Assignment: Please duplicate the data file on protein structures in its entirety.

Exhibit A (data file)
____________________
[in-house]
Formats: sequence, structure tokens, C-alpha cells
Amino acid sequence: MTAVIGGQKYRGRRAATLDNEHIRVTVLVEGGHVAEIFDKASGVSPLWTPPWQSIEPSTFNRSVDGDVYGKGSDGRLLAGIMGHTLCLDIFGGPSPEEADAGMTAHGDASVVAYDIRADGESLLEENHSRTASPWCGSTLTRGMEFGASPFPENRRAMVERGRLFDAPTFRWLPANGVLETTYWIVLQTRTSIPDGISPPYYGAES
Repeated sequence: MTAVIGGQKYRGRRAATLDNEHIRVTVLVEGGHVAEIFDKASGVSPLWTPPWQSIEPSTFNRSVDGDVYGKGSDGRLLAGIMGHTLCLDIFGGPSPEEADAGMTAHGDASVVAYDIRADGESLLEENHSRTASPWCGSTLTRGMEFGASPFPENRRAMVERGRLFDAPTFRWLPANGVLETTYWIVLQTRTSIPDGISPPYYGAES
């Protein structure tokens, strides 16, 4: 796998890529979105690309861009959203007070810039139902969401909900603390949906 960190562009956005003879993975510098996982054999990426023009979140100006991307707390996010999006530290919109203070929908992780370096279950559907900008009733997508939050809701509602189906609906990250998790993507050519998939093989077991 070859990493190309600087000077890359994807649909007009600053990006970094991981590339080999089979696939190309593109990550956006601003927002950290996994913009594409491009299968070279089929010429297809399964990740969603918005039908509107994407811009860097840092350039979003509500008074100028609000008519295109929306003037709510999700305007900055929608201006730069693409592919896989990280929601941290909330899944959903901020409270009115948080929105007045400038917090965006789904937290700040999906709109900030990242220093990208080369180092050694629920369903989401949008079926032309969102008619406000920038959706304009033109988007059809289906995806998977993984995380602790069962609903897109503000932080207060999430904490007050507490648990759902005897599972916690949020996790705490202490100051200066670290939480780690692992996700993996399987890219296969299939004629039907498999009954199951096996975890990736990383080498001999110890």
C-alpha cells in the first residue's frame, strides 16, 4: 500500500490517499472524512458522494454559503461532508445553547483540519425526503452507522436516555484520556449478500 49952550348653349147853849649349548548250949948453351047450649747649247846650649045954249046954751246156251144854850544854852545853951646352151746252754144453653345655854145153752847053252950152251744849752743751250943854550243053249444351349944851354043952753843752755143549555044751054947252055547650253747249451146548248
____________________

[in-house]
Formats: sequence, structure tokens, C-alpha cells
Amino acid sequence: MTAVIGGQKYRGRRAATLDNEHIRVTVLVEGGHVAEIFDKASGVSPLWTPPWQSIEPSTFNRSVDGDVYGKGSDGRLLAGIMGHTLCLDIFGGPSPEEADAGMTAHGDASVVAYDIRADGESLLEENHSRTASPWCGSTLTRGMEFGASPFPENRRAMVERGRLFDAPTFRWLPANGVLETTYWIVLQTRTSIPDGISPPYYGAES
Repeated sequence: MTAVIGGQKYRGRRAATLDNEHIRVTVLVEGGHVAEIFDKASGVSPLWTPPWQSIEPSTFNRSVDGDVYGKGSDGRLLAGIMGHTLCLDIFGGPSPEEADAGMTAHGDASVVAYDIRADGESLLEENHSRTASPWCGSTLTRGMEFGASPFPENRRAMVERGRLFDAPTFRWLPANGVLETTYWIVLQTRTSIPDGISPPYYGAES
């Protein structure tokens, strides 16, 4: 796998890529979105690309861009959203007070810039139902969401909900603390949906 960190562009956005003879993975510098996982054999990426023009979140100006991307707390996010999006530290919109203070929908992780370096279950559907900008009733997508939050809701509602189906609906990250998790993507050519998939093989077991 070859990493190309600087000077890359994807649909007009600053990006970094991981590339080999089979696939190309593109990550956006601003927002950290996994913009594409491009299968070279089929010429297809399964990740969603918005039908509107994407811009860097840092350039979003509500008074100028609000008519295109929306003037709510999700305007900055929608201006730069693409592919896989990280929601941290909330899944959903901020409270009115948080929105007045400038917090965006789904937290700040999906709109900030990242220093990208080369180092050694629920369903989401949008079926032309969102008619406000920038959706304009033109988007059809289906995806998977993984995380602790069962609903897109503000932080207060999430904490007050507490648990759902005897599972916690949020996790705490202490100051200066670290939480780690692992996700993996399987890219296969299939004629039907498999009954199951096996975890990736990383080498001999110890």
C-alpha cells in the first residue's frame, strides 16, 4: 500500500490517499472524512458522494454559503461532508445553547483540519425526503452507522436516555484520556449478500 49952550348653349147853849649349548548250949948453351047450649747649247846650649045954249046954751246156251144854850544854852545853951646352151746252754144453653345655854145153752847053252950152251744849752743751250943854550243053249444351349944851354043952753843752755143549555044751054947252055547650253747249451146548248